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Government offers amendments to Housing and Planning Bill 28/04/2016

Further to the update in our last bulletin, on the first two days of debate on the Housing and Planning Bill in Report Stage at the House of Lords, the government has offered a number of amendments to soften the impact of 'pay to stay' and the phasing out of lifetime tenancies.


The debate continued on 18 and 20 April with Peers further discussing the government's proposals for 'pay to stay' and phasing out of lifetime tenancies.


'Pay to stay'


Peers voted against the government to make significant amendments to the scheme provisions in Part 4 of the Bill making the introduction of a 'pay to stay' scheme discretionary for local authorities in the same way as for housing associations.


Peers also agreed amendments to increase the "high earnings" thresholds from £30,000 to £40,000 (£40,000 to £50,000 in London) and to limit any rent increase for households above the thresholds to no more than 10%.


Ministers made it clear that they would resist the amendment to make the scheme discretionary for local authorities or permit local authorities to retain any increased rental income rather than surrender it to the Exchequer. However, the Minister made it clear that the introduction of the mandatory Pay to Stay Policy for local authorities"is an important contribution to the government's manifesto commitment to reduce the deficit".


Ministers did however offer up further details of how 'pay to stay' would operate including changes to the "higher earnings" threshold outside London and the tapers to be applied to those with incomes above the thresholds, full details of which Ministers said would be specified in Regulations:


  • The proposed higher earnings threshold of £30,000pa outside of London will be increased to £31,000pa
  • Income will be defined as "taxable income" which would exclude child benefit, disability living allowance and tax credits.
  • A taper of 20% will be introduced which means that for every pound above the household income threshold, the tenant will be required to pay an additional 20p on their rent.
  • The Regulations giving effect to these proposals will be subject to the "affirmative resolution process" which requires debate in both the House of Commons and House of Lords


The Minister gave an example of how the proposed 20% taper would impact on the rent payable by households with income above the threshold:


  • A household outside London with a household income of £32,000 will be required to pay just less than £4.00pw additional rent;
  • A household outside London with a household income of £40,000 will be required to pay around £35.00pw additional rent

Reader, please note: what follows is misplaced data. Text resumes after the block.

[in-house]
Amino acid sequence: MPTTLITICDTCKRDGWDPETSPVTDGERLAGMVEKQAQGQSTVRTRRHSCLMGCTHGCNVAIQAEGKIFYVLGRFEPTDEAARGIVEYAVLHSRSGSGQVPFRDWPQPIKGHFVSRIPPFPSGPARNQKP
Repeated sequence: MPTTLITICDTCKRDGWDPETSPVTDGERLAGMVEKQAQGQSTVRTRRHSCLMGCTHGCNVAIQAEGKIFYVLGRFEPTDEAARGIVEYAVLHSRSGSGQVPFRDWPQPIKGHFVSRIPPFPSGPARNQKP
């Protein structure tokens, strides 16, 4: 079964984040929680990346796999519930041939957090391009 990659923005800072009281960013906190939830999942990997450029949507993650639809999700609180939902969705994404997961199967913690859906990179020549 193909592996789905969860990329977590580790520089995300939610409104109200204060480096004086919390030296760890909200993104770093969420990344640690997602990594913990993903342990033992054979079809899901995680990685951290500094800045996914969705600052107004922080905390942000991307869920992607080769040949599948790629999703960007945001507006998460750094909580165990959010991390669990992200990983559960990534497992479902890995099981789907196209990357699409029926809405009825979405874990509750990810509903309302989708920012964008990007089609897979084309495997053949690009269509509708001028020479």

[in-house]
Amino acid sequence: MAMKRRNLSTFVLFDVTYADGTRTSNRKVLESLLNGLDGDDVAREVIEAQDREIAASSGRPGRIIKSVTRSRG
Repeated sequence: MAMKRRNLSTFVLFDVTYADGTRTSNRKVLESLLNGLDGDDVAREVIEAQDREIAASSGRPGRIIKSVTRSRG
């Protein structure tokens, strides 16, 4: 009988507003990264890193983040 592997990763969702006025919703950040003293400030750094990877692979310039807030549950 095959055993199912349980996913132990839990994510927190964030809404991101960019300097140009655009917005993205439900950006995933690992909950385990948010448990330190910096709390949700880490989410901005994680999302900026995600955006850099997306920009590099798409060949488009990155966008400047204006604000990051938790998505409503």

Ministers also made it clear that in calculating the household income, "household" will be defined as "the Tenant, any joint tenants and their spouses, partners or civil partners" and within a household, only the incomes of the two highest earners will count. This means that the incomes of non-dependent children will not be counted unless they are named on the tenancy agreement and only then if they are one of the two highest earners in the household.


The Minister also announced that in the first year of operation, the government will not apply a formula approach to the amount required to be paid by councils; and councils will be required to pay the actual amount of money raised through 'pay to stay' to the government.


The Minister also hinted that 'pay to stay' may not be introduced where the administrative costs would not be covered by the amounts of additional rent raised from the scheme.


Lifetime Tenancies


The Bill requires local authorities to grant new tenancies on fixed-term tenancies of between two and five years. However, under pressure from a number of amendments by Peers to the provisions relating to the phasing out of lifetime tenancies, Ministers agreed to bring forward government amendments to the Bill at the Third Reading which would provide local authorities with discretion to grant tenancies of up to ten years in certain circumstances.


Details are unclear but this may potentially include the granting of longer fixed-term tenancies to cover the period where a child is in full-time education; and in certain circumstances where the tenant is disabled or of pensionable age.


Briefing paper on the debates


ARCH Policy Adviser, Matthew Warburton, has produced a detailed briefing paper on the debates in days 3 and 4 of the Report Stage for ARCH members. This is available in the members' area under 'Bulletin news'.


The House of Lords scheduled a final session for debate on the Report Stage on 25 April. The Third Reading of the Bill was scheduled for 27 April 2016. 


We will provide ARCH members with a briefing summarising the outcome of the Report Stage and the amendments made to the Bill by the Lords prior to the Bill returning to the Commons. 

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